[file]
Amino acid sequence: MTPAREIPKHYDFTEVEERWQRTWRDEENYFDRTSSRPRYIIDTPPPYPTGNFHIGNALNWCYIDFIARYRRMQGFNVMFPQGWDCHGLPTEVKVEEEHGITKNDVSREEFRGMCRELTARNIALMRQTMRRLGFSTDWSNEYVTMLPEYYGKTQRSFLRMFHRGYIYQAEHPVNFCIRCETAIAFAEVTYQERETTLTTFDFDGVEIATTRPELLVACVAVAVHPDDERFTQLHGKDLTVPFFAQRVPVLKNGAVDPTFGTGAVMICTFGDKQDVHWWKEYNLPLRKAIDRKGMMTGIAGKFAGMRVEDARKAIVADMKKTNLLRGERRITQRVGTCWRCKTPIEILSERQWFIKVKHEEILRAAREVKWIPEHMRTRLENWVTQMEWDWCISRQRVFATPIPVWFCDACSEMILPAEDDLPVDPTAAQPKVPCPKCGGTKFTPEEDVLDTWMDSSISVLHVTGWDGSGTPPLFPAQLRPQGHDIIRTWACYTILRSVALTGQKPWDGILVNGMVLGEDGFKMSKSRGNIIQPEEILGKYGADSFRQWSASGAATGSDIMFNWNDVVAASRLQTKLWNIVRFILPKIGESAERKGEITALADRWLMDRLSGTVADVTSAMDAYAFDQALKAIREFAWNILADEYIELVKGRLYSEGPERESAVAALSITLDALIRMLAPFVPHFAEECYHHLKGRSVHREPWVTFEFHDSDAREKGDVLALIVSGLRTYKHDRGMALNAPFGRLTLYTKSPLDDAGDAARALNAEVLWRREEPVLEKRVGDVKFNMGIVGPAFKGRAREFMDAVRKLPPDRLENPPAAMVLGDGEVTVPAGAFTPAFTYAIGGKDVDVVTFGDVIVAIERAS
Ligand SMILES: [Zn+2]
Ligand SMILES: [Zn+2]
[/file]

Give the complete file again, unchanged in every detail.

Amino acid sequence: MTPAREIPKHYDFTEVEERWQRTWRDEENYFDRTSSRPRYIIDTPPPYPTGNFHIGNALNWCYIDFIARYRRMQGFNVMFPQGWDCHGLPTEVKVEEEHGITKNDVSREEFRGMCRELTARNIALMRQTMRRLGFSTDWSNEYVTMLPEYYGKTQRSFLRMFHRGYIYQAEHPVNFCIRCETAIAFAEVTYQERETTLTTFDFDGVEIATTRPELLVACVAVAVHPDDERFTQLHGKDLTVPFFAQRVPVLKNGAVDPTFGTGAVMICTFGDKQDVHWWKEYNLPLRKAIDRKGMMTGIAGKFAGMRVEDARKAIVADMKKTNLLRGERRITQRVGTCWRCKTPIEILSERQWFIKVKHEEILRAAREVKWIPEHMRTRLENWVTQMEWDWCISRQRVFATPIPVWFCDACSEMILPAEDDLPVDPTAAQPKVPCPKCGGTKFTPEEDVLDTWMDSSISVLHVTGWDGSGTPPLFPAQLRPQGHDIIRTWACYTILRSVALTGQKPWDGILVNGMVLGEDGFKMSKSRGNIIQPEEILGKYGADSFRQWSASGAATGSDIMFNWNDVVAASRLQTKLWNIVRFILPKIGESAERKGEITALADRWLMDRLSGTVADVTSAMDAYAFDQALKAIREFAWNILADEYIELVKGRLYSEGPERESAVAALSITLDALIRMLAPFVPHFAEECYHHLKGRSVHREPWVTFEFHDSDAREKGDVLALIVSGLRTYKHDRGMALNAPFGRLTLYTKSPLDDAGDAARALNAEVLWRREEPVLEKRVGDVKFNMGIVGPAFKGRAREFMDAVRKLPPDRLENPPAAMVLGDGEVTVPAGAFTPAFTYAIGGKDVDVVTFGDVIVAIERAS
Ligand SMILES: [Zn+2]
Ligand SMILES: [Zn+2]